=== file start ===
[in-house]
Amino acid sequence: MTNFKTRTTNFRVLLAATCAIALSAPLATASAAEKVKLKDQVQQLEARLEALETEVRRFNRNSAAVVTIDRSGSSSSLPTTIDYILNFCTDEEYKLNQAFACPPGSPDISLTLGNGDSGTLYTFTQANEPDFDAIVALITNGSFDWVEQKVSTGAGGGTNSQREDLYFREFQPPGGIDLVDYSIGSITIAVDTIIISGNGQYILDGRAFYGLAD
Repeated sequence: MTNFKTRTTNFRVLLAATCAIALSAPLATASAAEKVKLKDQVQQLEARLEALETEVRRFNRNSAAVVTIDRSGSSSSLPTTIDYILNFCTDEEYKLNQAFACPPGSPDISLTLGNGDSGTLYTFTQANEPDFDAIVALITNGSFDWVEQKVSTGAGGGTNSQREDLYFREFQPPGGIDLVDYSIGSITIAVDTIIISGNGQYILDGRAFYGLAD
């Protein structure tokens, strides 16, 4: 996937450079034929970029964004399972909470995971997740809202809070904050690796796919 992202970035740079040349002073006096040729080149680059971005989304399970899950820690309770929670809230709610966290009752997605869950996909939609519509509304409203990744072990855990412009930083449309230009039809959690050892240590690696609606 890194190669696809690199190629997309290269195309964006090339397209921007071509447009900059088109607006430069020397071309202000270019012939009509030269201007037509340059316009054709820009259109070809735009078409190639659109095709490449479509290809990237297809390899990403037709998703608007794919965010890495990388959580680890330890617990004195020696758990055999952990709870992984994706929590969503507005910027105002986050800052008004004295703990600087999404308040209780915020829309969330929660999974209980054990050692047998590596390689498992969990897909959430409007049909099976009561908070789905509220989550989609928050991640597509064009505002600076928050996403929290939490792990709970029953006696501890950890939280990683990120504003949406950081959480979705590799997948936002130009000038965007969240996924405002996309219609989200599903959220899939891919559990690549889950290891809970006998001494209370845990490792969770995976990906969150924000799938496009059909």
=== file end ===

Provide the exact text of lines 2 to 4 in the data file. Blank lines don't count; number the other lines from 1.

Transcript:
Amino acid sequence: MTNFKTRTTNFRVLLAATCAIALSAPLATASAAEKVKLKDQVQQLEARLEALETEVRRFNRNSAAVVTIDRSGSSSSLPTTIDYILNFCTDEEYKLNQAFACPPGSPDISLTLGNGDSGTLYTFTQANEPDFDAIVALITNGSFDWVEQKVSTGAGGGTNSQREDLYFREFQPPGGIDLVDYSIGSITIAVDTIIISGNGQYILDGRAFYGLAD
Repeated sequence: MTNFKTRTTNFRVLLAATCAIALSAPLATASAAEKVKLKDQVQQLEARLEALETEVRRFNRNSAAVVTIDRSGSSSSLPTTIDYILNFCTDEEYKLNQAFACPPGSPDISLTLGNGDSGTLYTFTQANEPDFDAIVALITNGSFDWVEQKVSTGAGGGTNSQREDLYFREFQPPGGIDLVDYSIGSITIAVDTIIISGNGQYILDGRAFYGLAD
């Protein structure tokens, strides 16, 4: 996937450079034929970029964004399972909470995971997740809202809070904050690796796919 992202970035740079040349002073006096040729080149680059971005989304399970899950820690309770929670809230709610966290009752997605869950996909939609519509509304409203990744072990855990412009930083449309230009039809959690050892240590690696609606 890194190669696809690199190629997309290269195309964006090339397209921007071509447009900059088109607006430069020397071309202000270019012939009509030269201007037509340059316009054709820009259109070809735009078409190639659109095709490449479509290809990237297809390899990403037709998703608007794919965010890495990388959580680890330890617990004195020696758990055999952990709870992984994706929590969503507005910027105002986050800052008004004295703990600087999404308040209780915020829309969330929660999974209980054990050692047998590596390689498992969990897909959430409007049909099976009561908070789905509220989550989609928050991640597509064009505002600076928050996403929290939490792990709970029953006696501890950890939280990683990120504003949406950081959480979705590799997948936002130009000038965007969240996924405002996309219609989200599903959220899939891919559990690549889950290891809970006998001494209370845990490792969770995976990906969150924000799938496009059909």